Designed by Arnold Palmer, the 18-hole championship course was groomed to the height of perfection when we played. The only improvement I could suggest would be better-kept tee boxes; the grass seemed a little thin. The course is set in a natural canyon, so some of the layouts can be a challenge. Nearly the entire course is lined by high hills lush with brush or by a gorge. Either way, there’s no hope for stray balls.
The course overlooks the Batiquitos Lagoon, which feeds its many water hazards. Both Golf and Golf Digest have named Aviara one of the best golf resorts in the United States. Wildflowers were in full bloom when we played. The challenging layout winds through rolling valleys, offering views of the Pacific Ocean. Palmer took advantage of the natural landscape to create a course unique from other great California courses like Torrey Pines and Pebble Beach that highlight ocean vistas. Reportedly, designers took a full decade to work out a layout that would complement the natural topography and preserve the environmentally important wetlands.
The Palmer course is a 7,007-yard par 72 from the tips and has been open since 1991. Greens fees range from $175 to $195 for 18 holes. Twilight rates are offered.
Holes 1 and 2
The first two holes on the course are back-to-back par 4s offering golfers an introduction to Aviara. They’re not too difficult, but bunkers seem to be perfectly placed for landing. Of course, straying off line can be hazardous.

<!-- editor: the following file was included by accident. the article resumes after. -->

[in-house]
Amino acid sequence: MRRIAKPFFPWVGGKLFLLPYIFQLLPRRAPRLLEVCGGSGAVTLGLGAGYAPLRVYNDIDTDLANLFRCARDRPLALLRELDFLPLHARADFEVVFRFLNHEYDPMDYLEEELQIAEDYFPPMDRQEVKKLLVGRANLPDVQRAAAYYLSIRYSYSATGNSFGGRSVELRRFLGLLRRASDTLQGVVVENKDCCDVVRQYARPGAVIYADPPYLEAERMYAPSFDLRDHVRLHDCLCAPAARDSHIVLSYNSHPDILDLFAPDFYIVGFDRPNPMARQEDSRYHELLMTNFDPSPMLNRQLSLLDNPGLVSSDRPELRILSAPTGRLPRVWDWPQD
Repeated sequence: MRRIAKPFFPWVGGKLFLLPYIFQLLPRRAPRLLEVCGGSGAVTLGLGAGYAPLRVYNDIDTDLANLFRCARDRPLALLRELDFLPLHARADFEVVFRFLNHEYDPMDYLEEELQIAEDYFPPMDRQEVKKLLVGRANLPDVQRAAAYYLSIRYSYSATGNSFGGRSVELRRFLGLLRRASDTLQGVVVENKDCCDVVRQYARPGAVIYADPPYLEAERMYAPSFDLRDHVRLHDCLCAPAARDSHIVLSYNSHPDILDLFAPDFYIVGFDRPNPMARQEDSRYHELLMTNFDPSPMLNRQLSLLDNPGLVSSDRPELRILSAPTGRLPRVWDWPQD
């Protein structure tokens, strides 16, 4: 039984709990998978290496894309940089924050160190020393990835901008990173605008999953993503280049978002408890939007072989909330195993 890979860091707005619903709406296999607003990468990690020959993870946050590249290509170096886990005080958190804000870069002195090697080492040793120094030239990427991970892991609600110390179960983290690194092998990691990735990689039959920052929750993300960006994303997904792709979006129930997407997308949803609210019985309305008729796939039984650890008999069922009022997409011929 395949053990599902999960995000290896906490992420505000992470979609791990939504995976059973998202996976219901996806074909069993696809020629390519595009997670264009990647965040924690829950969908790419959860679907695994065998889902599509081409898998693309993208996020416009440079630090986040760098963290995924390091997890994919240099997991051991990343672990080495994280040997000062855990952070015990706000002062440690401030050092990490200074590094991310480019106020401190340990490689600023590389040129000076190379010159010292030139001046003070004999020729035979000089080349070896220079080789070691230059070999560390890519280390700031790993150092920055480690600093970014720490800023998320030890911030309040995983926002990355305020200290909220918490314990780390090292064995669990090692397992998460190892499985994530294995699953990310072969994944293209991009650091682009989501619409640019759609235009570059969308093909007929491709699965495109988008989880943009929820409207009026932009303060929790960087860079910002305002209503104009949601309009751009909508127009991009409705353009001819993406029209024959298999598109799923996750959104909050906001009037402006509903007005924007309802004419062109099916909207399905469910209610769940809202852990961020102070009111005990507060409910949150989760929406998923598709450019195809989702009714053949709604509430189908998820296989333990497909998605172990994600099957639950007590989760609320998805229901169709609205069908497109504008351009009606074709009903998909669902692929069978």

This par 3 over water will test your skill. Water on the right side of the green and two bunkers in the back catch long shots. It’s a make-or-break shot for the green.
A par 5, this hole is 543 yards from the “Palmer Tees” with waste bunkers running up the right side of the fairway to an elevated green. The entire hole is an uphill battle to the green and is said to bring many a golfer to his knees. The back of the green, framed by landscaping and wildflowers, is the reward for a hard-fought battle.
A 195-yard par 3 to an uphill green that requires a blind tee shot. The green is some 60 feet above the tee box.
At par 3, it’s not a spectacular challenge, but it is an enjoyable — and beautiful — hole. A waterfall runs along almost the entire right side of the hole beginning at the tee box and ending in a pond (of course) in front of the green. Flowers abound, disguising bunkers that make it essential your play is accurate.
Wildflowers blooming on both sides of the fairway make this par-3 hole a memorable experience. From the elevated tee, it’s 201 yards to the green with water in front.
At 443 yards, this par 4 was voted most difficult finishing hole in San Diego County by PGA professionals in 1991. You’ll face two bunkers and a lagoon to the left of the fairway and the green. A perfect tee shot by my partner still left a long shot to the green guarded by bunkers in the front right and rear and by the lagoon on the right.
Style and elegance permeate this Southern California golf resort.
Four Seasons’ first ocean-view golf and tennis resort in the mainland United States, Four Seasons Resort Aviara is set on 200 landscaped acres of rolling valleys overlooking the Batiquitos Lagoon (www.batiquitosfoundation.org) wildlife preserve. Its name, Aviara, is a creative term coined by blending aviary, meaning home for birds, and terra, meaning earth, to reflect its unique position adjacent to the sanctuary that is home to more than 130 species of shorebirds, waterfowl and a variety of natural vegetation.